The Sundance Synopsis: The story of the pitcher who threw a no-hitter while tripping on acid—known by fans and nonfans alike—has become emblematic of professional baseball’s excess in the 1970s. However, that pitcher, Dock Ellis, had a career and a life that transcended one use of LSD. During a time when the insular world of baseball was clashing with the world outside, Ellis was widely known as one of the most unabashedly black baseball players ever. Nearly suspended for wearing curlers in his hair and refusing to apologize for or moderate his aggressive behavior, Ellis used drugs to hide his crippling fear of failure.

No No: A Dockumentary provides the backstory to an outrageous anecdote by presenting the full life—warts and all—of a unique baseball player and human being. From Jackie Robinson to Donald Hall, Ron Howard, and others, Dock Ellis touched the lives of many people, as told in this surprising story of redemption.

The Key Players: Director Jeffrey Radice
The Draw: Yes, you read that correctly. A no-hitter. On LSD.



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Ping Pong Summer
The Category: NEXT
The Sundance Synopsis: The year is 1985. Rad Miracle is a shy, 13-year-old white kid obsessed with two things: Ping-Pong and hip-hop. During his family’s annual summer vacation to Ocean City, Maryland, Rad makes a new best friend, experiences his first real crush, becomes the target of rich, racist local bullies, and finds an unexpected mentor in his outcast next-door neighbor. Ping Pong Summer is about that time in your life when you’re treated like an alien by everyone around you, even though you know—deep down—you’re as funky fresh as it gets.

Writer/director Michael Tully creates the ultimate love letter to the 1980s coming-of-age comedy with this vivid cinematic time capsule. Hilarious in content and meticulously designed, Tully’s film relishes making an artifact of pop culture through synth-heavy suspense, Super 16 shades, and classic characters with original quirks. _Ping Pong Summer _is a high five to the 13-year-old inside all of us who is hoping to come out on top.

The Key Players: Director Michael Tully; Susan Sarandon, Lea Thompson, Amy Sedaris
The Draw: If you saw Septien, you know that Tully’s got a wildly anarchic streak to his filmmaking. When directors like that work within more conventional genre trappings (as is the case here), the results can be stunning. Expect this one to be one of the sleeper hits of the fest.



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Rudderless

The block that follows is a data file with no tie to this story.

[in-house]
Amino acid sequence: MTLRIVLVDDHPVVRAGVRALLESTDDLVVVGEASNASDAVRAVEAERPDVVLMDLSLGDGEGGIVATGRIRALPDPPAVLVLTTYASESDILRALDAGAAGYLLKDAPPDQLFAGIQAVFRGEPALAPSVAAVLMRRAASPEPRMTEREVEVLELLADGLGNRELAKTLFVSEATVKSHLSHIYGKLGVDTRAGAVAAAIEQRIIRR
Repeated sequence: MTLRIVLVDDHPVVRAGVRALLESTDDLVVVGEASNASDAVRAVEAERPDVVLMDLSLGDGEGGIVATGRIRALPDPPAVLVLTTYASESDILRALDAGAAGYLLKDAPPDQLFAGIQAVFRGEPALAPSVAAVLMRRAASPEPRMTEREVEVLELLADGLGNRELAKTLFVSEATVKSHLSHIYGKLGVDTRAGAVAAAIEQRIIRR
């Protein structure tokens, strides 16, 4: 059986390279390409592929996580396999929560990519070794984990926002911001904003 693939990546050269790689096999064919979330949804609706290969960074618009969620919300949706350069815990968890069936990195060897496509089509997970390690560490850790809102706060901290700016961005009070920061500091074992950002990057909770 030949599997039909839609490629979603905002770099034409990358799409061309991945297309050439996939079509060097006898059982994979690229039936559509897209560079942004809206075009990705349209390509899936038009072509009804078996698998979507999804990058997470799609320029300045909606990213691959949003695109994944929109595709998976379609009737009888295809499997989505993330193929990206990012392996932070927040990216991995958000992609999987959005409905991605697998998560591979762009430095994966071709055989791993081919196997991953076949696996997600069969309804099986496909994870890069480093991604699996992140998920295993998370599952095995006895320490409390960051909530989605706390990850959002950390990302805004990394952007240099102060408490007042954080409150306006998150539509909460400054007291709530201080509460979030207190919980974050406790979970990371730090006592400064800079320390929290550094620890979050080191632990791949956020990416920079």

The Category: Premieres
The Sundance Synopsis: Sam is a former high-profile advertising executive whose life has been torn apart by the tragic death of his son. Off the grid, living on a docked sailboat, he drowns his pain in alcohol. When Sam discovers a box filled with his son’s demo tapes and lyrics, his own child’s musical talent is a revelation for him, a grieving father who felt he’d been absent from his son’s life. Communing with his deceased son’s dashed dreams, Sam learns each song and eventually musters the will to play one at a local bar. When Quentin, a young musician in the audience, is captivated by the song, the unlikely duo form a rock band that becomes surprisingly popular and changes both of their lives.

A searing performance from Billy Crudup, as Sam, leads an exemplary cast that includes Anton Yelchin as Quentin, plus Selena Gomez and Laurence Fishburne. Casey Twenter and Jeff Robison’s potent screenplay was the launching pad for acclaimed actor William H. Macy’s glorious feature-directing debut. Rudderless is a poignant musical drama about the power of a parent’s love.

The Key Players: Director William H. Macy; Billy Crudup, Anton Yelchin, Felicity Huffman, Selena Gomez, Laurence Fishburne
The Draw: Anything that former Paste cover boy William H. Macy wants to bring us, we’re down for it.



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WHITEY: United States of America v. James J. Bulger
The Category: Documentary Premieres
The Sundance Synopsis: Infamous gangster James “Whitey” Bulger wielded a mystique as the Robin Hood of South Boston. Fabricated in his hometown, Bulger’s legend captured the imagination of the entire country. Separating the man from the myth, this riveting documentary challenges conventional wisdom by detailing shocking new allegations.

With unprecedented access, filmmaker Joe Berlinger utilizes this past summer’s sensational trial against Bulger as a springboard to explore corruption within the highest levels of law enforcement. Embedded for months with retired FBI agents, Massachusetts state police, victims, lawyers, gangsters, journalists, and federal prosecutors, Berlinger scrutinizes Bulger’s relationship with the FBI and Department of Justice—an interaction that allowed him to reign over a criminal empire for decades.

Academy Award nominee Berlinger returns to the Sundance Film Festival for the sixth time with this mesmerizing and complex account of crime and corruption. WHITEY: United States of America v. James J. Bulger relates a universal tale of human frailty, opportunism, and deception and reveals the often-elusive nature of truth and justice.

The Key Players: Director Joe Berlinger
The Draw: I’m not sure why this doc isn’t getting more pre-fest love. Berlinger is a fantastic (and celebrated) filmmaker, and this is one of the most fascinating high-profile news stories of the last few years. What am I missing here?